Despite the relatively low-cost on the work Clifford Beers had invested in it, the quality of the construction is so well done that visitors would assume the costs would’ve been much higher, which is a testament to the quality of the construction performed. Partnering with the Coalition for Responsible Community Development, Clifford Beers had contracted Koning Eizenberg Architecture, a Santa Monica-based architecture firm renowned for its work on “adaptive reuse of historic buildings, education facilities and community housing,” to modernize the famed YMCA facility building on Paul William’s historic design. In fact, Brian Lane of Koning Eizenberg was present during the day of the mayor’s tour to talk with the neighborhood council members about the design of the complex’s modernization and answer any questions they may have. The real challenge for the developers, according to Mrs. Okeke, was to preserve the history and culture of the community which the building originally had reflected while keeping the building up to code. Initially, the units were 85-110 sqft with a shared bathroom on each floor including a cafeteria on the second floor. Currently, Los Angeles building standards no longer allow for those conditions. Both city and county laws require that each unit have its own bathroom. As such, the development team and Koning Eizenberg converted the 50-unit apartments into 24 apartments with their own bathrooms and kitchenettes, and an addition was constructed to the rear of the complex to include the remaining 26 apartments. The size of each studio-style apartment now ranges from 300-800 sqft with a ground floor space of 8,000 sqft to accommodate on-site 24/7 social services. A single, studio apartment is now available for the property manager. The John Stewart Company handles the property management for the building itself. Solar photovoltaic panels and solar thermal heating were added. Other energy-efficient features like energy and water efficient fixtures, green roofs, erosion control, local drought-tolerant landscape, and bike parking adjacent to local public transit were included earning the building a Leadership in Energy and Environmental Design (LEED ) Gold rating. In addition, 28th St Apartments had also won a multitude of other awards that include:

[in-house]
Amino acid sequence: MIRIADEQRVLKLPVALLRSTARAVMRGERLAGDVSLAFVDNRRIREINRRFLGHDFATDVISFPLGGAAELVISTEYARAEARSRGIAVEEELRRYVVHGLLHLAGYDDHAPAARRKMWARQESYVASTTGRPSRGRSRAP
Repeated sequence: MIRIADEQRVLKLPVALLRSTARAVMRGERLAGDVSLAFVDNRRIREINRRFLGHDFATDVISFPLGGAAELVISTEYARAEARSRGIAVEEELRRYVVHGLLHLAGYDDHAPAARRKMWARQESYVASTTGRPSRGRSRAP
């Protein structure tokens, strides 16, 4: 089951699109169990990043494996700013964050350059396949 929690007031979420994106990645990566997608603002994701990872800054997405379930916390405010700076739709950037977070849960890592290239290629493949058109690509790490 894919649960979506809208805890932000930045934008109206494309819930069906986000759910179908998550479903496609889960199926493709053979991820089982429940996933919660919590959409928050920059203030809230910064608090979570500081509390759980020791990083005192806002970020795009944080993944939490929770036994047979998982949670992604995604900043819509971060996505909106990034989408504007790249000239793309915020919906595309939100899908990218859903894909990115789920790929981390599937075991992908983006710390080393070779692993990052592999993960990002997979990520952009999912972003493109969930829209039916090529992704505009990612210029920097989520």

A+ Jury’s Choice Award for Architecture and Preservation” by Architizer (2016)